But it doesn’t have to be that way. Here are some tips on how to deal with summer vacations and child custody agreements in an amicable way:
1. Create a vacation schedule.
A common way to deal with summer vacations and child custody is to agree on a vacation schedule.
If approved by a court, a vacation schedule can replace a regular child custody agreement during holiday times. Such an agreement should be created as far in advance of the vacation as possible, so a court can approve the deal and make it legally binding.
If no holiday agreement is in place, child custody agreements generally allow a parent to take a child wherever she or he chooses, as long as the child is not in danger and there aren’t any other restrictions (for example, limits on out-of-state or foreign travel).
2. Notify the other parent.
In general, it’s a good idea to notify the other parent of your vacation plans with your shared child, so she or he knows where the child is in the event of an emergency.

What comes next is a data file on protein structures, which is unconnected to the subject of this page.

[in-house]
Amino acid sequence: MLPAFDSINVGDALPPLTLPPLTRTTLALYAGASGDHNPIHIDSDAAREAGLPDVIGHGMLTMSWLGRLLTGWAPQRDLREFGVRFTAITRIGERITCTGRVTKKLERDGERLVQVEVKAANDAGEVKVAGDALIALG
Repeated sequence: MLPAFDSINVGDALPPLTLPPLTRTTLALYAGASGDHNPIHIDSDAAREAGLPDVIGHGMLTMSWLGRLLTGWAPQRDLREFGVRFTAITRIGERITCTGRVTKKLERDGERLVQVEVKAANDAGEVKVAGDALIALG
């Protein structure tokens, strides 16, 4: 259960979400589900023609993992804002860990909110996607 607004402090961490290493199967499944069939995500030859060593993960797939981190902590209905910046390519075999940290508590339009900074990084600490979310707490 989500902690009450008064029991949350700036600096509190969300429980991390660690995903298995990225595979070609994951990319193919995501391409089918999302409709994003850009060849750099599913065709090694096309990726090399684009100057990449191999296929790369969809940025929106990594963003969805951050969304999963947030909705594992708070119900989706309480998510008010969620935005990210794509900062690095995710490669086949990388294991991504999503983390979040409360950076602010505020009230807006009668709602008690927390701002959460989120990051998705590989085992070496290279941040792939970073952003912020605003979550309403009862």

If you refuse to disclose vacation plans with the other parent, you may get taken to court and ordered to explain why you won’t give up the information. A judge will typically order a parent to divulge vacation plans for safety reasons, unless there’s a compelling reason not to.
3. Mediate your differences.
Another way to resolve child custody and summer vacation disputes is to mediate your differences in front of a neutral decision-maker. Parents can hire a private mediator, or each party can hire a child-custody lawyer and resolve their disputes without going to court.